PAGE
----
Heads of School

Associate Professor Jay Phillips


Head of School
Building 902, Room 210

Associate Professor Jay Phillips is a Wakka Wakka Gooreng Gooreng woman and educator from southeast Queensland. Originally educated as a primary school teacher, she has been teaching, researching, and advocating for Indigenous students and communities in universities for over 20 years. She is particularly interested in the interaction between Indigenous knowledge systems and western colonial traditions with regard to colonial identity construction and intellectual authority, and teaching for optimal learning in contested spaces.

Jay completed her PhD in 2011. Her thesis, Resisting Contradictions, investigated the resistance of non-Indigenous students to compulsory Indigenous studies and examined how these students managed their learning, and articulated shifts in this resistance.

Jay has presented nationally and internationally on curriculum development for face-to-face and online contexts in universities. She has also taught and presented on Indigenous and Indigenist research methodologies, and the ways in which Indigenist pedagogies can mobilise student resistance to deepen learning by authorising Indigenous peoples and knowledge's as empowered subjects, rather than objects.

Articles and Book Chapters

Phillips, J. (2021, in-press). Foundations of teacher knowledge and classroom practice in Indigenous education. In M. Shay & R. Oliver (Eds) Indigenous Education in Australia Learning and Teaching for Deadly Futures. Oxon: Routledge.

Ross, R., Phillips, J., and Dreise, M. (2020). Listening to Elders: Wisdom, Knowledge, Institutions and the Need for Change: In conversation. Griffith Review (68). Brisbane: Griffith University.

Phillips, J. (2019). Indigenous Australian studies, Indigenist Standpoint Pedagogy, and student resistance. In Oxford Research Encyclopedia of Education. Oxford University Press. doi: http://dx.doi.org/10.1093/acrefore/9780190264093.013.257

Phillips, J. and Luke, A., (2017). Two worlds apart: Indigenous community perspectives and Non- Indigenous teacher perspectives on Australian schools. In Pink, William & Noblit, George (Eds.) Second International Handbook of Urban Education. Springer, New York & London, pp. 959-996.

Luke, A, Cazden, C, Coopes, R, Klenowski, V, Ladwig, J, Lester, Phillips, J., et al. (2013). A Summative Evaluation of the Stronger Smarter Learning Communities Project: Vol 1 and Vol 2. Queensland University of Technology, Brisbane, QLD.

Phillips, J. (2012) Indigenous education in Australia. In Teaching in Inclusive School Communities.
John Wiley & Sons, Ltd, Milton, Qld, pp. 139-162.

Phillips, J. (2012). Indigenous knowledge perspectives: Making space in the Australian centre. In Introductory Indigenous Studies in Education: Reflection and the Importance of Knowing. Pearson Australia, French's Forest, N.S.W, pp. 9-25.

Phillips, J., & Lampert, J. (2012). Introduction: constituting the space for embedding Indigenous perspectives. In Introductory Indigenous Studies in Education: Reflection and the Importance of Knowing (2nd ed). Pearson Australia, French's Forest, New South Wales, pp. 1-6.

Lampert, J. & Phillips, J., (2010). Steering (towards a post apology Australia) without a rudder.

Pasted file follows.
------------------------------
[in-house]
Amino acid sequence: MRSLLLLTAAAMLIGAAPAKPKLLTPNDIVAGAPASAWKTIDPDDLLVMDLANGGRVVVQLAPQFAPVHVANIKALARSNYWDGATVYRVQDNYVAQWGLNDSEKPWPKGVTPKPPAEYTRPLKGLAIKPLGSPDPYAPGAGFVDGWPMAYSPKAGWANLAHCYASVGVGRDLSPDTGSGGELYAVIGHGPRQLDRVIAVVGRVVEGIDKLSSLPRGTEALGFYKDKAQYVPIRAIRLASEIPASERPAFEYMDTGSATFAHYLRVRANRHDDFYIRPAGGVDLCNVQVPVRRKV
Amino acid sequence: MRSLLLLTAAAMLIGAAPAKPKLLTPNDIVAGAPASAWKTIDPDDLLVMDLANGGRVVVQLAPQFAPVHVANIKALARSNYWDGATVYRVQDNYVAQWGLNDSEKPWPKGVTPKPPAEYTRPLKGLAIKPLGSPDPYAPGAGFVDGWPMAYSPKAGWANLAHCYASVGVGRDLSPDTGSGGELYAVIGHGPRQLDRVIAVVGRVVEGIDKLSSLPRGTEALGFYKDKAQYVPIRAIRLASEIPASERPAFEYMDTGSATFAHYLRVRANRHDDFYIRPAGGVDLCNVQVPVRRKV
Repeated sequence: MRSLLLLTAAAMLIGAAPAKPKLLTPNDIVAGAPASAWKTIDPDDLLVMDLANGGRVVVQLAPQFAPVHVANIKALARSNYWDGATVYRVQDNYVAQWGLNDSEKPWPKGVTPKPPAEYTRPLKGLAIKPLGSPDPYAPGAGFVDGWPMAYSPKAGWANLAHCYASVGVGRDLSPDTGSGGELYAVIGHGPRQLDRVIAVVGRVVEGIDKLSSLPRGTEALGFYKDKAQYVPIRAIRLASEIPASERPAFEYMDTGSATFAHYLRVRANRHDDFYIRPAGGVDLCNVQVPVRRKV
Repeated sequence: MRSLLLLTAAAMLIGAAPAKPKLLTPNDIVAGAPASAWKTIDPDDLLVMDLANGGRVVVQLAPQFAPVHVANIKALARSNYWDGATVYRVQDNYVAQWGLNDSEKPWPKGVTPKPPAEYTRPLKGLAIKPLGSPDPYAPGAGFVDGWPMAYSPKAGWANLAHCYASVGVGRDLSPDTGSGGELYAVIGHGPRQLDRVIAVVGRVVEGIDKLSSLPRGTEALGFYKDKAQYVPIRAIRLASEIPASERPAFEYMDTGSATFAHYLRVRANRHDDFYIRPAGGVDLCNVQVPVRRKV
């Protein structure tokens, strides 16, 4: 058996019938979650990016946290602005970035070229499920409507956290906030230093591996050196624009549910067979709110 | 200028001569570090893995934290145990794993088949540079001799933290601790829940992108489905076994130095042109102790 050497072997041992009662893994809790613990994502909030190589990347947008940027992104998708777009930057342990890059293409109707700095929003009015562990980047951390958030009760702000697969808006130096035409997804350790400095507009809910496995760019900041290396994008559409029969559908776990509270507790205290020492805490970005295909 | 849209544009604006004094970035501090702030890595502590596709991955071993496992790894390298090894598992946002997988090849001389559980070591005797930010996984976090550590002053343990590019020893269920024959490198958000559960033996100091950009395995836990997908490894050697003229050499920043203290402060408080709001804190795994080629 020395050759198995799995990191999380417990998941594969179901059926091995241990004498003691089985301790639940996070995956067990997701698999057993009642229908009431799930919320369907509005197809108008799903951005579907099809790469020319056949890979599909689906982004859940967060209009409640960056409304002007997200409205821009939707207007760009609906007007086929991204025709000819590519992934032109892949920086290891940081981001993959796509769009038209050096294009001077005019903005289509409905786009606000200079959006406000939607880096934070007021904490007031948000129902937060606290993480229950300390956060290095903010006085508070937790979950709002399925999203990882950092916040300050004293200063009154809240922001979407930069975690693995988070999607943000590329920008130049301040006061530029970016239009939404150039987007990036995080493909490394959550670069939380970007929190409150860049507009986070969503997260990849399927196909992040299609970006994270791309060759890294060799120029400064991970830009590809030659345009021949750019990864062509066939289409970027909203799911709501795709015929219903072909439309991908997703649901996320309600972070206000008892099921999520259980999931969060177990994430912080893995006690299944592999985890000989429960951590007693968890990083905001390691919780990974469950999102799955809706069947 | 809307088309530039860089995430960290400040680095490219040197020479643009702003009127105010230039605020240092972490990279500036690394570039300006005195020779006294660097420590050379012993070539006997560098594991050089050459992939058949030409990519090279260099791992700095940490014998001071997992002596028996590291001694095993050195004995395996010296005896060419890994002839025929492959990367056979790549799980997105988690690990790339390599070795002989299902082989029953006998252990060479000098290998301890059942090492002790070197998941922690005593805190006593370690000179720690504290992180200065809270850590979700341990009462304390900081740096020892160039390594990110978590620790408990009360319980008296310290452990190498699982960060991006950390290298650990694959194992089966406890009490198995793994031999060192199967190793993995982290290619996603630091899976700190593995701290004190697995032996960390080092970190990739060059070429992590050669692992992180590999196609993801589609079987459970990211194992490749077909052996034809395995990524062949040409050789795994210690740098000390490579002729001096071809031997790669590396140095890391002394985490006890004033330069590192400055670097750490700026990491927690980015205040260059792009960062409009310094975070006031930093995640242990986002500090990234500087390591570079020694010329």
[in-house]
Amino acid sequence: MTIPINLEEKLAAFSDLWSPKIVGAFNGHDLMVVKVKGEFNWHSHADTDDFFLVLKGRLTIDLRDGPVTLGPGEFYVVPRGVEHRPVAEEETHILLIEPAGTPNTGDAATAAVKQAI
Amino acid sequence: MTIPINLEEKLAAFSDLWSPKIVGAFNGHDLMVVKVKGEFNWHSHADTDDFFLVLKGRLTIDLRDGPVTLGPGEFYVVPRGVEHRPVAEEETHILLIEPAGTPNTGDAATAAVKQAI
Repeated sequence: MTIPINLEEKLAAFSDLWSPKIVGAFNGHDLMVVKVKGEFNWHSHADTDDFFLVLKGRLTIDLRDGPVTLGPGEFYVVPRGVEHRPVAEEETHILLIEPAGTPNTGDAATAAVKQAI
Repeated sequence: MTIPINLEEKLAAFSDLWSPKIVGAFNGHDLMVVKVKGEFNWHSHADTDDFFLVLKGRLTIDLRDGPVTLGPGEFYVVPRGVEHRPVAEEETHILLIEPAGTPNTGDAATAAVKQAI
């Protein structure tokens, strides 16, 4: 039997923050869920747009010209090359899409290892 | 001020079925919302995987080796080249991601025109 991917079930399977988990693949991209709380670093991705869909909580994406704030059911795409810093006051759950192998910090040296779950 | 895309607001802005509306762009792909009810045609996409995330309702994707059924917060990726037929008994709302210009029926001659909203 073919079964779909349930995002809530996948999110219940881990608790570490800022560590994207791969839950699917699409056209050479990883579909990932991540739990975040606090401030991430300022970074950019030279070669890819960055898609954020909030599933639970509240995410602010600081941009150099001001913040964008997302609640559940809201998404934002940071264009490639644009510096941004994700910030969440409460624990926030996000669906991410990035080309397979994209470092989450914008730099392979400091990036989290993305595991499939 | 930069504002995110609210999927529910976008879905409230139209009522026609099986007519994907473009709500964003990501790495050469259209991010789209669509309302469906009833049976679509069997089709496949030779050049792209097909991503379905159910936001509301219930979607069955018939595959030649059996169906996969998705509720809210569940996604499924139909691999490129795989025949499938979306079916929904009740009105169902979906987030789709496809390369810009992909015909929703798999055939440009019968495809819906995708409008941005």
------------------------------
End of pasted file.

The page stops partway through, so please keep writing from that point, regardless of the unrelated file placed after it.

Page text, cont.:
Outskirts: Feminisms Along the Edge, 23(Nov), p. 1.

Phillips, S. R., Phillips, J., Whatman, S. L., & McLaughlin, J. M. (2007). Introduction: issues in (re)contesting Indigenous knowledges and Indigenous studies. The Australian Journal of Indigenous Education, 36S(Supplement), pp. 1-6.

Phillips, J. (2005). Indigenous Knowledge: Making Space in the Australian Centre. In Introductory Indigenous Studies in Education: The Importance of Knowing. Pearson Education, Sydney.

Phillips, J., Healy, A.H., & Lampert, J. (2004). How Do Culture and Race Influence Literacy? In Burnett, Bruce, Meadmore, Daphne, & Tait, Gordon (Eds.) New questions for contemporary teachers: taking a socio-cultural approach to education. Pearson Education Australia, Frenchs Forest, N.S.W., pp. 113-125.

Phillips, J., & Healy, A. H. (2004). The four resources model, Aboriginal students and cultural and school literacies. In Healy, Annah & Honan, Eileen (Eds.) Text Next: New resources for literacy learning. Primary English Teachers Association, Newtown, New South Wales, pp. 85-100.

Conference Papers

Phillips, J., & Whatman, S. L. (2007). Decolonising Preservice Teacher Education - reform at many cultural interfaces. In The World of Educational Quality: 2007 AERA Annual Meeting, April 9-13, 2007, Chicago, United States of America. (Unpublished)

Phillips, J., Whatman, S. L., Hart, V. G., & Winslett, Gregory M. (2005). Decolonising University Curricula – reforming the colonised spaces within which we operate. In The Indigenous Knowledges Conference - Reconciling Academic Priorities with Indigenous Realities, June 2005, Victoria University, Wellington, New Zealand. (Unpublished)

Winslett, G. M., & Phillips, J. (2005). ICTs and Indigenous pedagogy: Techniques of resistance in chat rooms. In Ascilite 2005: Balance, Fidelity, Mobility: maintaining the momentum?, 2005, Queensland University of Technology.

Duncan, M, Phillips, J. & Winslett, G., (2003). Narrative versus Non-Linear Access to Indigenous Studies. In Petrolito, Antonina (Ed.) OLT 2003 Excellence: making the connections, 5 November 2003, Brisbane, Queensland.

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